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Tunisian protesters call for removal of President Saied for imposing one-man rule

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A political crisis is currently brewing in the North African country of Tunisia following days of protests as citizens have called for the removal of President Kais Saied, accusing him of imposing a one-man rule after he dissolved the parliament last month.

Protesters who call the imposition a coup, have been thronging the streets of the capital Tunis, accusing Saied of a ‘failed-dictatorship‘ after more than half of the members of parliament held an online session to revoke Saied’s decrees last month.

“We are facing a failed dictatorship that is leading the country to an economic disaster. We will continue to protest in the streets until a coup is forced to reverse its decisions,” an activist and a leader of the protesters, Chaima Issa, wrote on social media.

Many members of parliament also participated in the protest on Sunday, which took place with a heavy presence of anti-riot police, with the protesters chanting: “The people want to overthrow the coup.”

“We will continue to resist the coup and we will not retreat. We will not accept this dictatorship,” Samira Chaouchi, one of two deputy speakers of parliament, said.

Saied, took control of executive power in the middle of last year and has continued to rule the country by decree, which his opponents describe as a coup against democratic norms.

He has rejected opponents accusations and said he would hold talks on political reforms, but that “traitors and thieves” would not participate, referring to members of parliament opposed to his regime.

Saied has previously said he would form a committee to rewrite the constitution, put it to a referendum in July and then hold parliamentary elections in December.

The country’s two main parties Ennahda and Free Constitutional, have both said they will oppose those plans.

Politics

South Africa: Parliament reelects Cyril Ramaphosa as president

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President Cyril Ramaphosa of South Africa has been re-elected for a second term. He was nominated for re-election on Friday by a member of his African National Congress (ANC) party during the first sitting of parliament following last month’s election.

Julius Malema, the opposition Economic Freedom Fighter, was also put forward for the nation’s presidency, necessitating a vote in parliament to determine the winner.

With a majority of votes in the National Assembly, Chief Justice Ramaphosa was proclaimed president. Julius Malema, the leader of the opposition Economic Freedom Fighters party, received 44 votes, while Ramaphosa received 283.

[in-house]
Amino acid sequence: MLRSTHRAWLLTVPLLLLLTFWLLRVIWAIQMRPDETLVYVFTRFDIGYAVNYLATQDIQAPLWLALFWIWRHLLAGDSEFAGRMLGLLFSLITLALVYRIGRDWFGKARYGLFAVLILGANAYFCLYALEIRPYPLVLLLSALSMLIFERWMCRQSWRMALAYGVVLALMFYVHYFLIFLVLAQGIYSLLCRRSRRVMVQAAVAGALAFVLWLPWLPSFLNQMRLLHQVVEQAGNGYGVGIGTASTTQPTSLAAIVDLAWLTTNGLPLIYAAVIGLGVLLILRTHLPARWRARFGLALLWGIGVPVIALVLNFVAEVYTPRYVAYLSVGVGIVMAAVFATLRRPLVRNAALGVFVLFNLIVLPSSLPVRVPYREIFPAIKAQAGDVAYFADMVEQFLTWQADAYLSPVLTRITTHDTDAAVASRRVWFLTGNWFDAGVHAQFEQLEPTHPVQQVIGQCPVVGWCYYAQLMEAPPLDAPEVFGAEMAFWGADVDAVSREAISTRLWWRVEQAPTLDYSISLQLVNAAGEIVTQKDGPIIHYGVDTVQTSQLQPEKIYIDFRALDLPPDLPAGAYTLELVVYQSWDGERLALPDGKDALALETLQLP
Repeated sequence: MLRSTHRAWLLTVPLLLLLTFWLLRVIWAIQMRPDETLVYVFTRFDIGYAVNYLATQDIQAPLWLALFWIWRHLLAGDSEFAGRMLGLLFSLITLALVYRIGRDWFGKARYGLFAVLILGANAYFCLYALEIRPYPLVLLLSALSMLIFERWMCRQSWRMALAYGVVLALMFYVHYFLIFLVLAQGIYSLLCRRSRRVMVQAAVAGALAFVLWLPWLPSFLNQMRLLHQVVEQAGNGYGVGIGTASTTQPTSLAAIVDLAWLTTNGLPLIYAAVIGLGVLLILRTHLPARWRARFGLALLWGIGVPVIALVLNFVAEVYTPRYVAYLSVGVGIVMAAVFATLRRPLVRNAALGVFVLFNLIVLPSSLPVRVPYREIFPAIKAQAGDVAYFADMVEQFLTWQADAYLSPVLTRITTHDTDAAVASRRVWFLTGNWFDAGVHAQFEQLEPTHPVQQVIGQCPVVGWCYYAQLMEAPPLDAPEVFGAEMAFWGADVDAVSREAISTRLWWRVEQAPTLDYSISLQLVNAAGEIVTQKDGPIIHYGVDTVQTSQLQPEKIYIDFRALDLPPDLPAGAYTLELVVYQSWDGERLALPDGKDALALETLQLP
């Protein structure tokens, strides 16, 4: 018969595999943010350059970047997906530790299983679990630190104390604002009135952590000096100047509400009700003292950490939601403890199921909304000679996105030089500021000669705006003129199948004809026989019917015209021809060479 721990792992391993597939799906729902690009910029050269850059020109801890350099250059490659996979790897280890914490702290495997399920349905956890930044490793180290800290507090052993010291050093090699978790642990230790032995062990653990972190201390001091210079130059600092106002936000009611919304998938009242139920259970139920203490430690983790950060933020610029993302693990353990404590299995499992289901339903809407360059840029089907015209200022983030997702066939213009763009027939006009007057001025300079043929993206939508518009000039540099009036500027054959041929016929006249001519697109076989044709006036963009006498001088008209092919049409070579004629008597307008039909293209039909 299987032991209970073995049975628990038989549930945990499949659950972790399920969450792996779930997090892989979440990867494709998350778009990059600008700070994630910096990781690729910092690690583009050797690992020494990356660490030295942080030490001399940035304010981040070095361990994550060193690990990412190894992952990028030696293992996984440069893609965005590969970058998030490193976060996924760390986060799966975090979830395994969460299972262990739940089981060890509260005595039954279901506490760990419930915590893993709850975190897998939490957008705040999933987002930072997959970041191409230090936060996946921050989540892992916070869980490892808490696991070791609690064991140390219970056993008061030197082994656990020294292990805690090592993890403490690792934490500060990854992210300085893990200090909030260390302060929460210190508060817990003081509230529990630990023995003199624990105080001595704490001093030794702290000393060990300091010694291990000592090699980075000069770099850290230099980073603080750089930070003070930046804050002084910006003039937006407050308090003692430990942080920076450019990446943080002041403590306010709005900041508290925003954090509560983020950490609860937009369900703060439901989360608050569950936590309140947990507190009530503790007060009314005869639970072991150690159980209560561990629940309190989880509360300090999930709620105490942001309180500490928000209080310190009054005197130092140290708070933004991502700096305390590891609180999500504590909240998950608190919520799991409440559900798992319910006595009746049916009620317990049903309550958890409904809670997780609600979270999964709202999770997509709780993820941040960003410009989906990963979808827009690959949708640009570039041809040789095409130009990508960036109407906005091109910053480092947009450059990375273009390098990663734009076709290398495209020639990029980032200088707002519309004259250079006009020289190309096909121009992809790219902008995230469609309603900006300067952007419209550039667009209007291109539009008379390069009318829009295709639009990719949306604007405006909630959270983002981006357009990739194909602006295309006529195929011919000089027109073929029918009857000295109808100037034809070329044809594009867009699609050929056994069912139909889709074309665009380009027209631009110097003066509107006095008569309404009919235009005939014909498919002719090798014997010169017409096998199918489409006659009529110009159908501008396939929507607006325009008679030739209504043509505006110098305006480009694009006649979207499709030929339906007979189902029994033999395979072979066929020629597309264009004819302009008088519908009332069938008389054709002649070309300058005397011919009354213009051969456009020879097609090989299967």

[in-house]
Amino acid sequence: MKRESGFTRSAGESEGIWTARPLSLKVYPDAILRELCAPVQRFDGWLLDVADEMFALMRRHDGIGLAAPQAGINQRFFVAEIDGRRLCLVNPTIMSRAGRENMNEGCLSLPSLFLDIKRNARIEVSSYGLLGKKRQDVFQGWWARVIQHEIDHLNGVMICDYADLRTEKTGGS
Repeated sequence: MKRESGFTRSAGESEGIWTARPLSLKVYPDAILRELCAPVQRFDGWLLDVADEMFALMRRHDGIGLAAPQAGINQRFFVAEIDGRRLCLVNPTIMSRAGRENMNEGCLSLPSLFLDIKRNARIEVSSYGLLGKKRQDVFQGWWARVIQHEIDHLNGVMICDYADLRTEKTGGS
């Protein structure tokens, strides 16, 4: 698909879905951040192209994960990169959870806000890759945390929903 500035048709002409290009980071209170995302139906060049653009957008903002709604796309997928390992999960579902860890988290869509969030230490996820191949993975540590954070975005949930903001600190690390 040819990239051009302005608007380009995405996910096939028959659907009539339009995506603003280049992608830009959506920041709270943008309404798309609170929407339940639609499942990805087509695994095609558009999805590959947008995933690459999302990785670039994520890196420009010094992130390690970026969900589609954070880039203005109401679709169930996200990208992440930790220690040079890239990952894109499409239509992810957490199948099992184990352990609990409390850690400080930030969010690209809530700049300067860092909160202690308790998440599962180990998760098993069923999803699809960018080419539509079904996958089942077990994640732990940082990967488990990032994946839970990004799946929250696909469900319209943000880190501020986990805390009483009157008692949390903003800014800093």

The Democratic Alliance party said earlier in the day that it would support Ramaphosa in the election as part of a deal to establish a unity government with the African National Congress.

President Cyril Ramaphosa of South Africa has been re-elected for a second term. He was nominated for re-election on Friday by a member of his African National Congress (ANC) party during the first sitting of parliament following last month’s election.

Out of the 400 seats in the recently elected National Assembly, 246 are held by the ANC and DA.

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Niamey court revokes immunity of overthrown Nigerien president

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The State Court of Niamey has revoked the immunity of Niger’s deposed President, Mohamed Bazoum, signalling the start of criminal proceedings against him by the junta, according to a statement from his attorneys on Friday.

In July of last year, a military coup overthrew Bazoum. Since then, he and his spouse have remained in custody despite numerous requests for his release from Western nations and the ECOWAS regional political and economic grouping.

 

Colonel Amadou Abdramane, the junta’s spokesperson, stated on state television in August that the military government had “gathered the necessary evidence to prosecute the ousted president and his local and foreign accomplices for high treason and for undermining the internal and external security of Niger before competent national and international authorities.”

In a statement, one of his attorneys, Moussa Coulibaly, claimed that the court’s ruling cleared the path for Bazoum to face charges of treason and conspiracy to compromise state security.

The court proceedings “violated (ed) the absolute rights of the defence: we were not authorised to meet our client and the court refused to hear our arguments,” he added.

It was not immediately able to get in contact with the Niger government for a response. Because of Bazoum’s interactions with foreign heads of state and international organizations, the junta declared last year that it would bring high treason charges against him.

Following 2020, there have been eight coups in West and Central Africa that have brought the military government to power. Calls for Bazoum’s reinstatement have gone unanswered, including by the ECOWAS Court of Justice, which declared last year that his arrest was unjustified.

According to Bazoum’s attorneys, he and his spouse had never appeared before a magistrate. Lawyers said that since October, when their phone line at the White House was taken away, they have been cut off from the outside world and are only permitted to have visitors from their doctor.

Mohamed Bazoum Salem, the 23-year-old son of the deposed president, was given provisional parole from house imprisonment by the Niger military tribunal in January.

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